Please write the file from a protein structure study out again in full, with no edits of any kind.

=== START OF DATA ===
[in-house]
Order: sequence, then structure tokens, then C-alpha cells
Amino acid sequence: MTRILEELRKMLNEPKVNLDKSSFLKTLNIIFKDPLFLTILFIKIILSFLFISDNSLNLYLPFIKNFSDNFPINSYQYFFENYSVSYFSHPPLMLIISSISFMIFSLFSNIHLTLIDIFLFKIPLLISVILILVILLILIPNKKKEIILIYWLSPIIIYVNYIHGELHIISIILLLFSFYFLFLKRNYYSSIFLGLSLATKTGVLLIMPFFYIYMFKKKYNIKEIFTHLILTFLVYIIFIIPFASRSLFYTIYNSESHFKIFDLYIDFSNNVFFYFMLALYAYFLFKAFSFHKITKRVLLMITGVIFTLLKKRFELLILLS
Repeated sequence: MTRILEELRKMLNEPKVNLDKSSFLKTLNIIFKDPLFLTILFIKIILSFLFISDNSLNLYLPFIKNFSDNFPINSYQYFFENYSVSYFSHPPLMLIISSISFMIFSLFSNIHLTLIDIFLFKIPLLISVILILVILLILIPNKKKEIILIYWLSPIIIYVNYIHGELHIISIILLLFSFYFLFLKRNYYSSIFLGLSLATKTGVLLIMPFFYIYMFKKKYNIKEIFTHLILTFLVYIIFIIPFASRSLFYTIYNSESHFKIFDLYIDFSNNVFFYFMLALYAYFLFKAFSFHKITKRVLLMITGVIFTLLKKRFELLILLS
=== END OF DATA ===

[in-house]
Order: sequence, then structure tokens, then C-alpha cells
Amino acid sequence: MTRILEELRKMLNEPKVNLDKSSFLKTLNIIFKDPLFLTILFIKIILSFLFISDNSLNLYLPFIKNFSDNFPINSYQYFFENYSVSYFSHPPLMLIISSISFMIFSLFSNIHLTLIDIFLFKIPLLISVILILVILLILIPNKKKEIILIYWLSPIIIYVNYIHGELHIISIILLLFSFYFLFLKRNYYSSIFLGLSLATKTGVLLIMPFFYIYMFKKKYNIKEIFTHLILTFLVYIIFIIPFASRSLFYTIYNSESHFKIFDLYIDFSNNVFFYFMLALYAYFLFKAFSFHKITKRVLLMITGVIFTLLKKRFELLILLS
Repeated sequence: MTRILEELRKMLNEPKVNLDKSSFLKTLNIIFKDPLFLTILFIKIILSFLFISDNSLNLYLPFIKNFSDNFPINSYQYFFENYSVSYFSHPPLMLIISSISFMIFSLFSNIHLTLIDIFLFKIPLLISVILILVILLILIPNKKKEIILIYWLSPIIIYVNYIHGELHIISIILLLFSFYFLFLKRNYYSSIFLGLSLATKTGVLLIMPFFYIYMFKKKYNIKEIFTHLILTFLVYIIFIIPFASRSLFYTIYNSESHFKIFDLYIDFSNNVFFYFMLALYAYFLFKAFSFHKITKRVLLMITGVIFTLLKKRFELLILLS